Instacart, the grocery delivery company, said Tuesday that it had raised another $265 million in a funding that values it at $39 billion, more than doubling its valuation for the second time in a year.
Andreessen Horowitz and Sequoia Capital, which are existing investors in Instacart, participated in the latest financing for the 8-year-old startup. Over the last year, Instacart has raised two rounds of funding totaling $525 million. It was previously valued at $17.7 billion.
The pandemic has supercharged Instacart’s growth. Customers eager to avoid shopping in stores are using the company’s app-based grocery ordering service. Laid-off workers have also turned to gig-economy jobs, like Instacart shopping, to make money. Instacart now has 500,000 shoppers who work on contract.
“This past year ushered in a new normal, changing the way people shop for groceries and goods,” Nick Giovanni, Instacart’s chief financial officer, said in a statement.
Instacart has weathered criticism of its business model as it has expanded. Earlier this year, layoffs of some of Instacart’s few unionized workers prompted accusations of union busting. Grocery stores have said the app’s fees of around 10% have made it difficult to make a profit.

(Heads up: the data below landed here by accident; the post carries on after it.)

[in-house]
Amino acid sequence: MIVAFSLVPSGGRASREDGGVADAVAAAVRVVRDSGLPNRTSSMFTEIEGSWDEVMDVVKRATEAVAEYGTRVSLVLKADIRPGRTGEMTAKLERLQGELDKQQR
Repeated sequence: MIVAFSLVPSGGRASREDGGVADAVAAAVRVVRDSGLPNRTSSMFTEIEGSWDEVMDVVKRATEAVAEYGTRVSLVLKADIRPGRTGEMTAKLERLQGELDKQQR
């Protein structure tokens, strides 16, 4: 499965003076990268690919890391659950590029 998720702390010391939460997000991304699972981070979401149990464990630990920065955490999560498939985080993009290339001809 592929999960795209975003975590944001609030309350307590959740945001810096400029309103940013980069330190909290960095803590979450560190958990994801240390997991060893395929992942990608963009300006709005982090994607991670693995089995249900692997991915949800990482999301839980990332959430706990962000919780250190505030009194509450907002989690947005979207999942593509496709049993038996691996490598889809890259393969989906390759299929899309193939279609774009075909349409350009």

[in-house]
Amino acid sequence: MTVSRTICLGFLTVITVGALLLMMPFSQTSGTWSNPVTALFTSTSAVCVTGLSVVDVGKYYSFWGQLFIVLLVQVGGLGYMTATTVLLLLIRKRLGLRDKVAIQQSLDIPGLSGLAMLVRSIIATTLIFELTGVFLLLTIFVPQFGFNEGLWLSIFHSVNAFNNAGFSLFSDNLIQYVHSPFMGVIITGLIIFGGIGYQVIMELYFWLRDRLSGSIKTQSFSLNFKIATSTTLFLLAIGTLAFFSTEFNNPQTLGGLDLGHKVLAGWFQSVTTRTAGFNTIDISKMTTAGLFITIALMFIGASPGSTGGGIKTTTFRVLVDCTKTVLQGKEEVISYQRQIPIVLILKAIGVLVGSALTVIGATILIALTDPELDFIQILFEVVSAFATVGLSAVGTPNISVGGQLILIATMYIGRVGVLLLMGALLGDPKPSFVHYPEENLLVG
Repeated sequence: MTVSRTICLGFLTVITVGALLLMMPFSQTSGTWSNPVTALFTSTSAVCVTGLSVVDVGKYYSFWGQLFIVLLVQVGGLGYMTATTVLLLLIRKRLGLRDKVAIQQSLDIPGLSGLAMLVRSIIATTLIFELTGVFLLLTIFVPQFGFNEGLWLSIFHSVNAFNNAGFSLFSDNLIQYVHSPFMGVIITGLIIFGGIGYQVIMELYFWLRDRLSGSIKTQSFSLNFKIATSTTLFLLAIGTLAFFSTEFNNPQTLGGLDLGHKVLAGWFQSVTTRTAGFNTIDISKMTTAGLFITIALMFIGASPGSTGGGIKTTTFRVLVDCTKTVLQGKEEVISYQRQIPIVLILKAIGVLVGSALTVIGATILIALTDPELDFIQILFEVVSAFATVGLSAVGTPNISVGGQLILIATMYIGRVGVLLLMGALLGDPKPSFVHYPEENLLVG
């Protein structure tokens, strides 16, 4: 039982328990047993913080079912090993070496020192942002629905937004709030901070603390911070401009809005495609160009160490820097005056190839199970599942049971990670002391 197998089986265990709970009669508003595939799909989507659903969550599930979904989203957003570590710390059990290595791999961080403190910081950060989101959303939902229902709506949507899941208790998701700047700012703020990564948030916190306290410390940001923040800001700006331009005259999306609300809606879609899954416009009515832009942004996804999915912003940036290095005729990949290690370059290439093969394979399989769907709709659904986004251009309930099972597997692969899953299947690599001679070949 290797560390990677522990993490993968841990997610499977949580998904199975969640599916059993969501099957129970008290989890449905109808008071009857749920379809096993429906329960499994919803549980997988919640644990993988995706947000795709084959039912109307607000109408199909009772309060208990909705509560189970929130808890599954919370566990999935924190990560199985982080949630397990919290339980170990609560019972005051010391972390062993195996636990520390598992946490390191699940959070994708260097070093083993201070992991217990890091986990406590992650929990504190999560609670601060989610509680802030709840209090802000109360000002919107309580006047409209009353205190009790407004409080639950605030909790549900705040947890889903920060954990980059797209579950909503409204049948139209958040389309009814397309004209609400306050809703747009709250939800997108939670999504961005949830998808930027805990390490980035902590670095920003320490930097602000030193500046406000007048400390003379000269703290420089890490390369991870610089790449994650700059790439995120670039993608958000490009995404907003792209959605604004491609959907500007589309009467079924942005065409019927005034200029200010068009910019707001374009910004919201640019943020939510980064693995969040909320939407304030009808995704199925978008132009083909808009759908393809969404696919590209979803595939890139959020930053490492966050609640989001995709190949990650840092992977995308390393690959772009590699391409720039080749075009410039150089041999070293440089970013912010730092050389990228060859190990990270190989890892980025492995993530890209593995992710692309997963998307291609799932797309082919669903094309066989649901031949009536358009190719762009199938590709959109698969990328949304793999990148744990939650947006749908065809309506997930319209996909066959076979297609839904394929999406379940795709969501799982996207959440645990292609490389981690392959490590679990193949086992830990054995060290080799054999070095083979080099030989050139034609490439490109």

The company delivers goods from 600 retailers across 45,000 stores in the United States and Canada. It has expanded beyond groceries to include office supplies, sporting goods, prescription drugs and pet supplies from chains including Staples, Dick’s Sporting Goods, CVS and Petco.
Instacart said it planned to use the new funding to hire more employees and to expand business lines including advertising for consumer packaged goods companies and enterprise software for retailers.
In a statement, Jeff Jordan, a partner at Andreessen Horowitz, said his firm had been impressed by the way Instacart had shown resilience in the pandemic and “met the moment of 2020.”
The company has been named as a candidate to go public. In January, it appointed Giovanni, formerly of Goldman Sachs, as CFO.